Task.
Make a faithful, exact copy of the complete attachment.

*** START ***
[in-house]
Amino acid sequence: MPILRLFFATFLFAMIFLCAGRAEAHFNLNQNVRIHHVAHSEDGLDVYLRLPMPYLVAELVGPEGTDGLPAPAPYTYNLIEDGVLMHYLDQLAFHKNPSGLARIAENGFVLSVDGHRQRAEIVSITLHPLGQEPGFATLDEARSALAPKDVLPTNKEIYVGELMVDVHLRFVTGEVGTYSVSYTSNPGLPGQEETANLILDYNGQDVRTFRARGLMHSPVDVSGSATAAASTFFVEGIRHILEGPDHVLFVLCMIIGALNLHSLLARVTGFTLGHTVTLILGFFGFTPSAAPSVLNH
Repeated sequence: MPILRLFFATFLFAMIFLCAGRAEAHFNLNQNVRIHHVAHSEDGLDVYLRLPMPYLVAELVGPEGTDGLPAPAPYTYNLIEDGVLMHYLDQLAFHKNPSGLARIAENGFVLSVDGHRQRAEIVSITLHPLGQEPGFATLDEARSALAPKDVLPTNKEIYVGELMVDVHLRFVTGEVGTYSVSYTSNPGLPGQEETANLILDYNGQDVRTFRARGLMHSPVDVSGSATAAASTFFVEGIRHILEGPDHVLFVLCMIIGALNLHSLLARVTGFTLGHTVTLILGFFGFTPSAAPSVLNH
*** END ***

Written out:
[in-house]
Amino acid sequence: MPILRLFFATFLFAMIFLCAGRAEAHFNLNQNVRIHHVAHSEDGLDVYLRLPMPYLVAELVGPEGTDGLPAPAPYTYNLIEDGVLMHYLDQLAFHKNPSGLARIAENGFVLSVDGHRQRAEIVSITLHPLGQEPGFATLDEARSALAPKDVLPTNKEIYVGELMVDVHLRFVTGEVGTYSVSYTSNPGLPGQEETANLILDYNGQDVRTFRARGLMHSPVDVSGSATAAASTFFVEGIRHILEGPDHVLFVLCMIIGALNLHSLLARVTGFTLGHTVTLILGFFGFTPSAAPSVLNH
Repeated sequence: MPILRLFFATFLFAMIFLCAGRAEAHFNLNQNVRIHHVAHSEDGLDVYLRLPMPYLVAELVGPEGTDGLPAPAPYTYNLIEDGVLMHYLDQLAFHKNPSGLARIAENGFVLSVDGHRQRAEIVSITLHPLGQEPGFATLDEARSALAPKDVLPTNKEIYVGELMVDVHLRFVTGEVGTYSVSYTSNPGLPGQEETANLILDYNGQDVRTFRARGLMHSPVDVSGSATAAASTFFVEGIRHILEGPDHVLFVLCMIIGALNLHSLLARVTGFTLGHTVTLILGFFGFTPSAAPSVLNH